Your shop may not be brick-and-mortar (yet), but location is still the first thing you need to get right. With ecommerce in India set to add 40 million new customers in 2021, think about your specific audience when you pick your digital home, whether on Shopify, WooCommerce or Magento. I analysed the various options on parameters like mobile performance, content and catalogue management, security, support, maintenance, and of course, cost.
Week 2: Pick your integrations.
What customer experience are you trying to create? What brings your customer to your online store rather than going to online marketplaces? Once they’re there, what keeps them engaged? What are the things that reduce friction while they shop?
The answers to these questions will guide your choice of partners from a fast-growing, vibrant ecosystem.
Third-party integrations for delivery and payments will help you deliver a smooth and attractive CX. Choose a delivery partner like Shiprocket or Vamaship to ship, and Clickpost to track your shipments. Make your choice of payment partners like Razorpay, Citruspay or PayTM so you can accept payments across a variety of methods. Checkout flows can be optimised with plugins like Xpresslane or Gokwik. Inventory management is a real challenge and getting an omni-channel inventory management platform integrated early reduces the burden of scale later -- lots of options here from Vinculum, Unicommerce, Browntape to Easyecom.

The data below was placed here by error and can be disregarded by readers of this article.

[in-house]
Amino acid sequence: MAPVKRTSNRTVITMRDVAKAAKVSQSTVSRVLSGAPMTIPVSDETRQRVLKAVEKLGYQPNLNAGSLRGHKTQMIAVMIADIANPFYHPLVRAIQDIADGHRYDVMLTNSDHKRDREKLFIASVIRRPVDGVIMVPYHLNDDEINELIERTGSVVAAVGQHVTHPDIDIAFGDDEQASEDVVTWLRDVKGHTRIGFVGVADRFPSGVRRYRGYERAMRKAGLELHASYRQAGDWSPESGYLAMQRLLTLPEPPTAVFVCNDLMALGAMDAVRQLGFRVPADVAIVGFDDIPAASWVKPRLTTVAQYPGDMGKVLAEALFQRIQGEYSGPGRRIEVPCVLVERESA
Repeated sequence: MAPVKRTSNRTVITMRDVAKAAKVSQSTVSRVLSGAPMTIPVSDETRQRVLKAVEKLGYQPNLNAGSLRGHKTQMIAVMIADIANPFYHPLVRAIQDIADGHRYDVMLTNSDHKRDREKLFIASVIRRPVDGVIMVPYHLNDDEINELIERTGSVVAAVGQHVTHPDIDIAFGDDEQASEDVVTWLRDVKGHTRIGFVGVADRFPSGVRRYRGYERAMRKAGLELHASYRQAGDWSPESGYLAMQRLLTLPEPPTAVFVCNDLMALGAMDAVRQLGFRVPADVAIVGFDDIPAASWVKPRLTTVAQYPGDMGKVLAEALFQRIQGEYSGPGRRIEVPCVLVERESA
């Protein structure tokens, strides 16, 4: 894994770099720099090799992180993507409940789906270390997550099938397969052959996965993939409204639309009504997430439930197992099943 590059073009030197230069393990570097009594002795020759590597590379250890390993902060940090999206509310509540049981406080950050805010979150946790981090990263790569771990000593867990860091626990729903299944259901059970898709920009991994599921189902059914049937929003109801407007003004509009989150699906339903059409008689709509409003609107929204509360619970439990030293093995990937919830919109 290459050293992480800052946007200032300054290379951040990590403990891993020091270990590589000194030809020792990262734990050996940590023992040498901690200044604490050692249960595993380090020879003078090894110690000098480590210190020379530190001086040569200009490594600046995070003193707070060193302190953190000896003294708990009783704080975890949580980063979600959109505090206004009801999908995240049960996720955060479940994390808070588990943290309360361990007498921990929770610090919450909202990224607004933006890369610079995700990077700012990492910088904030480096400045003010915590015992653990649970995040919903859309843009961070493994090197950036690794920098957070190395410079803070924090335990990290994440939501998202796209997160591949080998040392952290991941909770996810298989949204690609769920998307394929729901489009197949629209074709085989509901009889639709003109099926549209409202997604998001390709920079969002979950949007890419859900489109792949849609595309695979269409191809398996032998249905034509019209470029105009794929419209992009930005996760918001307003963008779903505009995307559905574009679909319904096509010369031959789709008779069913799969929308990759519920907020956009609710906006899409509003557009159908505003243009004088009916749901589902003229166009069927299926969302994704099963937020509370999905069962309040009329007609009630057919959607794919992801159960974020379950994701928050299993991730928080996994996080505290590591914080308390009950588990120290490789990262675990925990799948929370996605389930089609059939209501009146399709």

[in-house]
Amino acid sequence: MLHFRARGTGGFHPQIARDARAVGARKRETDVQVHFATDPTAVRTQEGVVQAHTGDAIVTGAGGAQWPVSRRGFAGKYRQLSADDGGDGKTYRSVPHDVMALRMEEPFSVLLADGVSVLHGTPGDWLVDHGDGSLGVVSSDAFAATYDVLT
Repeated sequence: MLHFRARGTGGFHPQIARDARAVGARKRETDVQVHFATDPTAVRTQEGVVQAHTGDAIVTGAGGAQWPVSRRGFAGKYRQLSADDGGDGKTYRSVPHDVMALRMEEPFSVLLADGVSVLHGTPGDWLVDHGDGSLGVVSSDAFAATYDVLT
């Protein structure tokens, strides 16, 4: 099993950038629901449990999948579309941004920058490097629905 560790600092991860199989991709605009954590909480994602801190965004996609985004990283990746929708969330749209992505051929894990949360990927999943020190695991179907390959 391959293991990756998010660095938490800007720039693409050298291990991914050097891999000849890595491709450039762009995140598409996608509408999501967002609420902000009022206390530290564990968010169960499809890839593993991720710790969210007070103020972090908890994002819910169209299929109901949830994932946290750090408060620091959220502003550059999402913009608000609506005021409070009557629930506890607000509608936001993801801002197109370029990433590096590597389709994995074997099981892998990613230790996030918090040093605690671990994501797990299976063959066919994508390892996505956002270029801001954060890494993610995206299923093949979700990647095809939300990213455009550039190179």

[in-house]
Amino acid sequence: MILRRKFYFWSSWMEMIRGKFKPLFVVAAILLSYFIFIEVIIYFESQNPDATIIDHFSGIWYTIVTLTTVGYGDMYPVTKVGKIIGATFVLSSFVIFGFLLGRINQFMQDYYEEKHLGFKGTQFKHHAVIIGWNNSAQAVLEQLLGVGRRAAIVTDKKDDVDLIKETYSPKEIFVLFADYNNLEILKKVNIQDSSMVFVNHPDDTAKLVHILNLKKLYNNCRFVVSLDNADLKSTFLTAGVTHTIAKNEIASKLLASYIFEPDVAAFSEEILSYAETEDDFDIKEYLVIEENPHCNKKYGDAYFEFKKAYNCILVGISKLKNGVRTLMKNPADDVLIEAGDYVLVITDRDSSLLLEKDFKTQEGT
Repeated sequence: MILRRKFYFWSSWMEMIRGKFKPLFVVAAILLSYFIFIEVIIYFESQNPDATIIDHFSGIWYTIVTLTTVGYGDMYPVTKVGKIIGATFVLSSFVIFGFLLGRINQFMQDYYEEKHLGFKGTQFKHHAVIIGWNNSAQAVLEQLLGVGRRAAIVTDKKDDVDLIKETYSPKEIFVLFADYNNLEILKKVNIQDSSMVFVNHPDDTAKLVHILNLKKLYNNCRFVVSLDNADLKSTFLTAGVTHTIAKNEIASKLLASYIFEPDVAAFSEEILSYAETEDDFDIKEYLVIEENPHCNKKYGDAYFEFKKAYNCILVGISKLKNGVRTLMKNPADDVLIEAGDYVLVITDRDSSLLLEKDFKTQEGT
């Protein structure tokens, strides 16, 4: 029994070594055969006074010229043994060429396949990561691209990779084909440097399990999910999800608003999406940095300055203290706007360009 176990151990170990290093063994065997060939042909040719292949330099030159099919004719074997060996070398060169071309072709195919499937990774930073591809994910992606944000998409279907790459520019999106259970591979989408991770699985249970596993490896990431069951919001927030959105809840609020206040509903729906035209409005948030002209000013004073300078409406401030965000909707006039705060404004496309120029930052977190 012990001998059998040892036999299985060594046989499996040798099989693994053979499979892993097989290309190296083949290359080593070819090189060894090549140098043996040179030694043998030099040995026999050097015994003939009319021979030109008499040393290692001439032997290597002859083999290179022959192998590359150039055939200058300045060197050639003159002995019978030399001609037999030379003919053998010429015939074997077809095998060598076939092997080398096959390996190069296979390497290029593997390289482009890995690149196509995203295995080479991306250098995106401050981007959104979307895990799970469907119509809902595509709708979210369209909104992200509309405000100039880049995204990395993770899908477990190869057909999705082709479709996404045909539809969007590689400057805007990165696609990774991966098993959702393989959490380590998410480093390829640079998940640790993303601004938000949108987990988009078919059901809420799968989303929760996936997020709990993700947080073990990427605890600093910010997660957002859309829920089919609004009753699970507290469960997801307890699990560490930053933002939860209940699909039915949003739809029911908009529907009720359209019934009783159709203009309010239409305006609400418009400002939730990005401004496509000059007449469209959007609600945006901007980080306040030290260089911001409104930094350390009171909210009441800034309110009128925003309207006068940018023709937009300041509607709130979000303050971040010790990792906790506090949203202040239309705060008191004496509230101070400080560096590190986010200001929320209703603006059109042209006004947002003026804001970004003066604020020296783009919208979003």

CRM or customer support will give your customers great CX. Kapture, Zoho, Freshdesk with integrations with Limechat, Yellow Messenger, Zendesk or Ameyo/ MyOperator to interface with the consumer are just some of the partners you could consider in this space for both on-page and off-page consumer connect.
Finally, marketing automation will enable you to optimise your traffic for conversion by ensuring your retention & retargeting flows are always on. Tools like Gamooga, Klaviyo, Moengage, Webengage and Clevertap offer you a range of marketing tasks you can automate, from retention marketing to remarketing to web notifications through multiple channels like SMS, email, social, etc.